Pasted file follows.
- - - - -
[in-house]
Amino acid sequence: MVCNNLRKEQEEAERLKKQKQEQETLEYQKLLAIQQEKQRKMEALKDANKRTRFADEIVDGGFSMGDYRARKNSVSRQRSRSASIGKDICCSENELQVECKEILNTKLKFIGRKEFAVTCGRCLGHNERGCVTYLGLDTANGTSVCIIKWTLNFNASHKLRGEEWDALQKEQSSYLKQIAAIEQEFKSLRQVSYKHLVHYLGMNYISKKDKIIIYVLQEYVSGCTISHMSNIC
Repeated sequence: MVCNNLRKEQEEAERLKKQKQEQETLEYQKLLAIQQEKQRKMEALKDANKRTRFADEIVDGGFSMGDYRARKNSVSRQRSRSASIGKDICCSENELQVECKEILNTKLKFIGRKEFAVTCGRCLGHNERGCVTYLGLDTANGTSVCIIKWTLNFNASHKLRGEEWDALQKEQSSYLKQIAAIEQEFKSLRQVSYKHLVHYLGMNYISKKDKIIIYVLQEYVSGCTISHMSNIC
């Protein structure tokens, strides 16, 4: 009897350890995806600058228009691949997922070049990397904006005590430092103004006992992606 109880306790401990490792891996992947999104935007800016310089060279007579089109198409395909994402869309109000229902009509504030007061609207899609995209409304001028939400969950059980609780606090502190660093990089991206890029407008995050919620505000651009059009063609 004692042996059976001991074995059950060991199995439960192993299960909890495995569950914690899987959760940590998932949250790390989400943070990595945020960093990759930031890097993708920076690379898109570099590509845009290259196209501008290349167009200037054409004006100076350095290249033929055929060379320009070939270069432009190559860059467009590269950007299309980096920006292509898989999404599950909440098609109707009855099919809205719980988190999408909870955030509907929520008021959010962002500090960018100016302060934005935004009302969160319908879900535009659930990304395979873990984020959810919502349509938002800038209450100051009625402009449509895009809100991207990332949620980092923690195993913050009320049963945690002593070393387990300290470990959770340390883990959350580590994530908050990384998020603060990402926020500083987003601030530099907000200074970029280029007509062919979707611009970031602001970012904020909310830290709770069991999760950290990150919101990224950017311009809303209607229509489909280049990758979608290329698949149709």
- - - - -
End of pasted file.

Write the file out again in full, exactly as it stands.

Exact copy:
[in-house]
Amino acid sequence: MVCNNLRKEQEEAERLKKQKQEQETLEYQKLLAIQQEKQRKMEALKDANKRTRFADEIVDGGFSMGDYRARKNSVSRQRSRSASIGKDICCSENELQVECKEILNTKLKFIGRKEFAVTCGRCLGHNERGCVTYLGLDTANGTSVCIIKWTLNFNASHKLRGEEWDALQKEQSSYLKQIAAIEQEFKSLRQVSYKHLVHYLGMNYISKKDKIIIYVLQEYVSGCTISHMSNIC
Repeated sequence: MVCNNLRKEQEEAERLKKQKQEQETLEYQKLLAIQQEKQRKMEALKDANKRTRFADEIVDGGFSMGDYRARKNSVSRQRSRSASIGKDICCSENELQVECKEILNTKLKFIGRKEFAVTCGRCLGHNERGCVTYLGLDTANGTSVCIIKWTLNFNASHKLRGEEWDALQKEQSSYLKQIAAIEQEFKSLRQVSYKHLVHYLGMNYISKKDKIIIYVLQEYVSGCTISHMSNIC
């Protein structure tokens, strides 16, 4: 009897350890995806600058228009691949997922070049990397904006005590430092103004006992992606 109880306790401990490792891996992947999104935007800016310089060279007579089109198409395909994402869309109000229902009509504030007061609207899609995209409304001028939400969950059980609780606090502190660093990089991206890029407008995050919620505000651009059009063609 004692042996059976001991074995059950060991199995439960192993299960909890495995569950914690899987959760940590998932949250790390989400943070990595945020960093990759930031890097993708920076690379898109570099590509845009290259196209501008290349167009200037054409004006100076350095290249033929055929060379320009070939270069432009190559860059467009590269950007299309980096920006292509898989999404599950909440098609109707009855099919809205719980988190999408909870955030509907929520008021959010962002500090960018100016302060934005935004009302969160319908879900535009659930990304395979873990984020959810919502349509938002800038209450100051009625402009449509895009809100991207990332949620980092923690195993913050009320049963945690002593070393387990300290470990959770340390883990959350580590994530908050990384998020603060990402926020500083987003601030530099907000200074970029280029007509062919979707611009970031602001970012904020909310830290709770069991999760950290990150919101990224950017311009809303209607229509489909280049990758979608290329698949149709």